$statements{$self}{$st} = $st;
    }

    eval { $sth->execute(@binds) } or do {
        if ($@) {
            $@ =~ s/ at \S+ line \d+\.\n\z//;
            Carp::croak($@);
        }

        $self->{reason} = "Execute failed ($DBI::errstr)";
	return _dummy;
    };

    $self->{success} = 1;

    return bless { st => $st, lc_columns => $self->{lc_columns} }, $self->{result_class};
}

sub begin_work     { $_[0]->{dbh}->begin_work }
sub begin          { $_[0]->begin_work        }
sub commit         { $_[0]->{dbh}->commit     }
sub rollback       { $_[0]->{dbh}->rollback   }
sub func           { shift->{dbh}->func(@_)   }

sub last_insert_id {
    my ($self) = @_;

    ($self->{dbi_version} ||= DBI->VERSION) >= 1.38 or Carp::croak(
    	"DBI v1.38 required for last_insert_id" .
	"--this is only $self->{dbi_version}, stopped"
    );

    return shift->{dbh}->last_insert_id(@_);
}

sub disconnect {
    my ($self) = @_;
    $self->_die(sprintf($err_cause, "$self->disconnect", (caller)[1, 2]));
    return 1;
}

sub DESTROY {
    my ($self) = @_;
    $self->_die(sprintf($err_cause, "$self->DESTROY", (caller)[1, 2]));
}

### public methods wrapping SQL::Abstract

for my $method (qw/select insert update delete/) {
    no strict 'refs';
    *$method = sub {
        my $self = shift;
        return $self->query($self->abstract->$method(@_));
    }
}

### public method wrapping SQL::Interp

sub iquery {
    require SQL::Interp;
    my $self = shift;
    return $self->query( SQL::Interp::sql_interp(@_) );
}

package DBIx::Simple::Dummy;

use overload
    '""' => sub { shift },
    bool => sub { 0 };

sub new      { bless \my $dummy, shift }
sub AUTOLOAD { return }

package DBIx::Simple::DeadObject;

sub _die {
    my ($self) = @_;
    Carp::croak(
        sprintf(
            "(This should NEVER happen!) " .
            sprintf($err_message, $self->{what}),
            $self->{cause}
        )
    );
}

sub AUTOLOAD {
    my ($self) = @_;
    Carp::croak(
        sprintf(
            sprintf($err_message, $self->{what}),
            $self->{cause}
        )
    );
}
sub DESTROY { }

package DBIx::Simple::Statement;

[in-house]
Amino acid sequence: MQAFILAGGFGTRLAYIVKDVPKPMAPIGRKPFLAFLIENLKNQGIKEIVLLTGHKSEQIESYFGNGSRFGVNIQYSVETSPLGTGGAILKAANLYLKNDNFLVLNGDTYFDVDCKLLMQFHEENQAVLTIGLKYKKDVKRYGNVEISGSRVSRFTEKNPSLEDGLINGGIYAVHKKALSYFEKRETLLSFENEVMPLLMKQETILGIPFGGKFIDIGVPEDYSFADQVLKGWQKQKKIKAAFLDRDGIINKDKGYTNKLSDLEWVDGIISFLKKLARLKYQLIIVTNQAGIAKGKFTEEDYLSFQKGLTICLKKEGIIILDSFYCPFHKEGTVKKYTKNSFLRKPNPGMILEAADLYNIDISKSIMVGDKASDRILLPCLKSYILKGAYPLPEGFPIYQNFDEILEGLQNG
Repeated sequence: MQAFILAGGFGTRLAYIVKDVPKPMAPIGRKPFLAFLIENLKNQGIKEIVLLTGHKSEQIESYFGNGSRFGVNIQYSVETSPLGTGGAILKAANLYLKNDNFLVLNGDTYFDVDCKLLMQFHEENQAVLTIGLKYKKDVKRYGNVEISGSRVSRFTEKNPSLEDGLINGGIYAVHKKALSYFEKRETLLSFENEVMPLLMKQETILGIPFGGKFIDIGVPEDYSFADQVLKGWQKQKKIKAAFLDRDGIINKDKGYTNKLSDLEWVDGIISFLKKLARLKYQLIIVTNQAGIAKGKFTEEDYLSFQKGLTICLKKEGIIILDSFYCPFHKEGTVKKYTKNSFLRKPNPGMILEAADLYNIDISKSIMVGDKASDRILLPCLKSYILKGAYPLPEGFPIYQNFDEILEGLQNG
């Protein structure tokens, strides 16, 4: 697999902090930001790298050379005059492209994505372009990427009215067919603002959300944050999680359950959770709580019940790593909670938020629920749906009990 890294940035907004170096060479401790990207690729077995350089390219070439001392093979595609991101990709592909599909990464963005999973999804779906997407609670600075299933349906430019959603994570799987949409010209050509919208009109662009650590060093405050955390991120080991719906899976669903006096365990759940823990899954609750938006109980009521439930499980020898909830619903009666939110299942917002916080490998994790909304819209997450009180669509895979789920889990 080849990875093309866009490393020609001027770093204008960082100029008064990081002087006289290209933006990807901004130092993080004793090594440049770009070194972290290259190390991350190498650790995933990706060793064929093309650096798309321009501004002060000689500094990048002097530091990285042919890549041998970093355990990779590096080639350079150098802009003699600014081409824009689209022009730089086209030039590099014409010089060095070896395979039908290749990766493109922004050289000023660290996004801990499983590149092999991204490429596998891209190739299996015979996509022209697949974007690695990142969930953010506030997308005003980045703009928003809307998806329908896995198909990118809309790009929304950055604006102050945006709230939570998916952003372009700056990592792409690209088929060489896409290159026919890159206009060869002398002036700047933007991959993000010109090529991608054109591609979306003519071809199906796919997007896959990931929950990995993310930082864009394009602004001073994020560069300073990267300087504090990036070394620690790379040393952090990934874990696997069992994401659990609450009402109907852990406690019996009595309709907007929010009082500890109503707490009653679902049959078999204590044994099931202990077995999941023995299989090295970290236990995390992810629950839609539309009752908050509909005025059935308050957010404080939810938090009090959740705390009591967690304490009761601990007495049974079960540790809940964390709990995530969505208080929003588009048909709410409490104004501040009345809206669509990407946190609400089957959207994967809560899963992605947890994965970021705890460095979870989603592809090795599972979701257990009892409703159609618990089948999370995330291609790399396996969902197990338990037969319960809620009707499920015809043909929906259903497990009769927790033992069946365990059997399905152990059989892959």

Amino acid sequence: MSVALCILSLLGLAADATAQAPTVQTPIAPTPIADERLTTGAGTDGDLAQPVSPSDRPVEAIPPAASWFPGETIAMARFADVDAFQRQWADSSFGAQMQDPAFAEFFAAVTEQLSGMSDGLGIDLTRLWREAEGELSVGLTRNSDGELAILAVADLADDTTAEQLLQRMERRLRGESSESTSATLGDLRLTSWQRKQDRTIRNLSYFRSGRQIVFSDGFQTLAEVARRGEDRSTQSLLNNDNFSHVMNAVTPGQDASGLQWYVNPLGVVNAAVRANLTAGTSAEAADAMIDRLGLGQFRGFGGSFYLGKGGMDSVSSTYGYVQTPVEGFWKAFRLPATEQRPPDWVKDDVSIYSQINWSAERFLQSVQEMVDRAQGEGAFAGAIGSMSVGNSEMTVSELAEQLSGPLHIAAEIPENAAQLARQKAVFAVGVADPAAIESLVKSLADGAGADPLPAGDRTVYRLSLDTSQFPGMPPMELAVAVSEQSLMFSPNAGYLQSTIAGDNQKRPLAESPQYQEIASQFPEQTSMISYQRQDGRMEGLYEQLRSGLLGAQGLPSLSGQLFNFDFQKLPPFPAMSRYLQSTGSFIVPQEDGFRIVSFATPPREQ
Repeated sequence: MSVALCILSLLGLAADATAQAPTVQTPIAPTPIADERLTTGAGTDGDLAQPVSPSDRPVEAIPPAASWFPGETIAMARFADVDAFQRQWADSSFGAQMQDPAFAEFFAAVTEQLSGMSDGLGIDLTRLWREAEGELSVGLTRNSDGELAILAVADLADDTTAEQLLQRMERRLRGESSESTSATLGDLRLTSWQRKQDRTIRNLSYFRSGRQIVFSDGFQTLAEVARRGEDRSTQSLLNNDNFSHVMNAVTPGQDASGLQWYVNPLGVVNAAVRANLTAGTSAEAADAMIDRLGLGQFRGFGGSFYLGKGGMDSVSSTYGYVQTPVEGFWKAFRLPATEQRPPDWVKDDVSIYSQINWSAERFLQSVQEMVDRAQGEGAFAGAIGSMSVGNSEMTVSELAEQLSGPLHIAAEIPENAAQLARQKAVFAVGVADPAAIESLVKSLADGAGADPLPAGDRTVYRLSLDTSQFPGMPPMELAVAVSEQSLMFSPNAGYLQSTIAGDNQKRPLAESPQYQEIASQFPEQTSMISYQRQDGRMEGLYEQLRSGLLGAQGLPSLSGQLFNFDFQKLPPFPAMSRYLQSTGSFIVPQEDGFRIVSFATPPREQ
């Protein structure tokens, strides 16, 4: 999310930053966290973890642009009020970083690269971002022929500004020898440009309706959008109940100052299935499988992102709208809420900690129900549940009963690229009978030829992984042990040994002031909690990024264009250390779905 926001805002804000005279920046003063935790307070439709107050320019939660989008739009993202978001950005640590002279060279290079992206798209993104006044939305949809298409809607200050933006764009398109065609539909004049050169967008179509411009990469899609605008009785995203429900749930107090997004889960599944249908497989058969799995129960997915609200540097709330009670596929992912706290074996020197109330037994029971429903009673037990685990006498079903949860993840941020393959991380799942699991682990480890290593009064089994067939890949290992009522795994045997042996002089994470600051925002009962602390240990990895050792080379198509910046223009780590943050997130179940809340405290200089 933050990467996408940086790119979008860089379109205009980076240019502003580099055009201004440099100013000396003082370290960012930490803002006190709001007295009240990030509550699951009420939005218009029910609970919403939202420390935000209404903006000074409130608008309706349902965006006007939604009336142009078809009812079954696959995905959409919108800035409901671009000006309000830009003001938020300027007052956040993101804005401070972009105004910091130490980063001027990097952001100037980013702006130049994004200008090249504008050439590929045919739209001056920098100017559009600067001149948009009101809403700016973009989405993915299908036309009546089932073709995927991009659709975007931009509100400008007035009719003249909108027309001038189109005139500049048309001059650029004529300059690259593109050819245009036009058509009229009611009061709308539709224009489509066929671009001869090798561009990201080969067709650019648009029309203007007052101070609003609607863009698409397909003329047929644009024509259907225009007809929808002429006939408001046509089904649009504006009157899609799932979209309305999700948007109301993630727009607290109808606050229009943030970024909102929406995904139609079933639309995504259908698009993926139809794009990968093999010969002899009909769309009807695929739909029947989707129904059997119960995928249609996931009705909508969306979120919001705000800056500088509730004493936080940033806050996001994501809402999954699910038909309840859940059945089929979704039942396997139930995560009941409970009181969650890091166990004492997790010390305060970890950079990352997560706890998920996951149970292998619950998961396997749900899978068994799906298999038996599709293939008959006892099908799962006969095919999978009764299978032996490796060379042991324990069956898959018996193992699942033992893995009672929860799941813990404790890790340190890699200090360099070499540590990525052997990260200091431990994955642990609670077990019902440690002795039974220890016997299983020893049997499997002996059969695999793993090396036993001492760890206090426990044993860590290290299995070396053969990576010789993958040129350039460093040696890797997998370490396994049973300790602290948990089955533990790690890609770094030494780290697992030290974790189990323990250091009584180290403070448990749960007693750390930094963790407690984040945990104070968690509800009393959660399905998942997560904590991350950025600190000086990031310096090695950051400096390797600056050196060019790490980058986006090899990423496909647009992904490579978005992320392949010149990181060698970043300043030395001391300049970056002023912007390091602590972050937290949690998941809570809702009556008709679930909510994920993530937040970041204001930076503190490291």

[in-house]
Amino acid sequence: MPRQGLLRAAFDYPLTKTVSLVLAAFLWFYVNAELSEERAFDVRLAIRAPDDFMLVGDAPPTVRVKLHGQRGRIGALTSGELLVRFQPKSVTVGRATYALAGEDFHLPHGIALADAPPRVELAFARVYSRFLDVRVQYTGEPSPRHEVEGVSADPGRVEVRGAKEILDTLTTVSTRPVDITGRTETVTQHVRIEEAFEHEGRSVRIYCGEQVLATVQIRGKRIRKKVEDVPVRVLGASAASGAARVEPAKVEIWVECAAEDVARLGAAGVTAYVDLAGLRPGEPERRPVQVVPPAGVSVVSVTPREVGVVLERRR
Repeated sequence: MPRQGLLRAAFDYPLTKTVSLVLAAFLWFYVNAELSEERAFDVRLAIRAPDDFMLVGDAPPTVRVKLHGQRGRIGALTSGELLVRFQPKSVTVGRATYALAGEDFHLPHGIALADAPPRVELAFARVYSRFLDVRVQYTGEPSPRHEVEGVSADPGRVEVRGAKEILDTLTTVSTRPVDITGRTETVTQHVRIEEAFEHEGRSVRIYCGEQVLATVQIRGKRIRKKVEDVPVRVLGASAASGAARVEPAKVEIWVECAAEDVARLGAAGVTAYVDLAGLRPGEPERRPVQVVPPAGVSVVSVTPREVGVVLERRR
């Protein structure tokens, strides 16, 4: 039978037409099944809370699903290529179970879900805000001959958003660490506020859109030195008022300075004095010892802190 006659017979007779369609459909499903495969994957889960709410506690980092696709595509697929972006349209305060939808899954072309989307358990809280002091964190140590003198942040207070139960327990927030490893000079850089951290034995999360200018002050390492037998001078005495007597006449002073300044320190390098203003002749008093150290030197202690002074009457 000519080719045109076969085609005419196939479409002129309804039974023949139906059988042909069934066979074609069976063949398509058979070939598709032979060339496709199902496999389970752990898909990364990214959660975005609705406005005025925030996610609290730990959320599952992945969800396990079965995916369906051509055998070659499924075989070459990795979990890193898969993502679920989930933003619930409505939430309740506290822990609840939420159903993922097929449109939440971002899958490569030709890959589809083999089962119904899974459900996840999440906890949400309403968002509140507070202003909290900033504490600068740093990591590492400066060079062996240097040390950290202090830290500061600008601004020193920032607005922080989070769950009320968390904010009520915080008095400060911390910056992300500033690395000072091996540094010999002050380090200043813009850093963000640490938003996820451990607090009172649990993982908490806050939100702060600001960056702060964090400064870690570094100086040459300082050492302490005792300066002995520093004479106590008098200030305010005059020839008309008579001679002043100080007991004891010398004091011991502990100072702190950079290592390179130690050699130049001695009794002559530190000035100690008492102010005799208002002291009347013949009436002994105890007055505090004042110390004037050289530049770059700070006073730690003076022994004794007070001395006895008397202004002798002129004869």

sub _die {
    my ($self, $cause, $save) = @_;

    $self->{sth}->finish() if defined $self->{sth};
    $self->{dead} = 1;

    my $stringy_db = "$self->{db}";
    my $stringy_self = "$self";

    my $foo = bless {
        what  => 'Statement object',
        cause => $cause
    }, 'DBIx::Simple::DeadObject';

    DBIx::Simple::_swap($self, $foo);

    my $old = $old_statements{ $foo->{db} };
    my $keep = $keep_statements{ $foo->{db} };

    if ($save and $keep) {
        $foo->{dead} = 0;
        shift @$old until @$old + 1 <= $keep;
        push @$old, [ $foo->{query}, $foo ];
    }

    delete $statements{ $stringy_db }{ $stringy_self };
}

sub DESTROY {
    # This better only happen during global destruction...
    return if $_[0]->{dead};
    $_[0]->_die('Ehm', 0);
}

package DBIx::Simple::Result;

sub _die {
    my ($self, $cause) = @_;
    if ($cause) {
        $self->{st}->_die($cause, 1);
        DBIx::Simple::_swap(
            $self,
            bless {
                what  => 'Result object',
                cause => $cause,
            }, 'DBIx::Simple::DeadObject'
        );
    } else {
        $cause = $self->{st}->{cause};
        DBIx::Simple::_swap(
            $self,
            bless {
                what  => 'Result object',
                cause => $cause
            }, 'DBIx::Simple::DeadObject'
        );
        Carp::croak(
            sprintf(
                sprintf($err_message, $self->{what}),
                $cause
            )
        );
    }
}

sub func { shift->{st}->{sth}->func(@_) }
sub attr { my $dummy = $_[0]->{st}->{sth}->{$_[1]} }

sub columns {
    $_[0]->_die if ref $_[0]->{st} eq 'DBIx::Simple::DeadObject';
    my $c = $_[0]->{st}->{sth}->{ $_[0]->{lc_columns} ? 'NAME_lc' : 'NAME' };
    return wantarray ? @$c : $c;
}

sub bind {
    $_[0]->_die if ref $_[0]->{st} eq 'DBIx::Simple::DeadObject';
    $_[0]->{st}->{sth}->bind_columns(\@_[1..$#_]);
}


### Single

sub fetch {
    $_[0]->_die if ref $_[0]->{st} eq 'DBIx::Simple::DeadObject';
    return $_[0]->{st}->{sth}->fetch;
}

sub into {
    $_[0]->_die if ref $_[0]->{st} eq 'DBIx::Simple::DeadObject';
    my $sth = $_[0]->{st}->{sth};
    $sth->bind_columns(\@_[1..$#_]) if @_ > 1;
    return $sth->fetch;
}

sub list {
    $_[0]->_die if ref $_[0]->{st} eq 'DBIx::Simple::DeadObject';
    return $_[0]->{st}->{sth}->fetchrow_array if wantarray;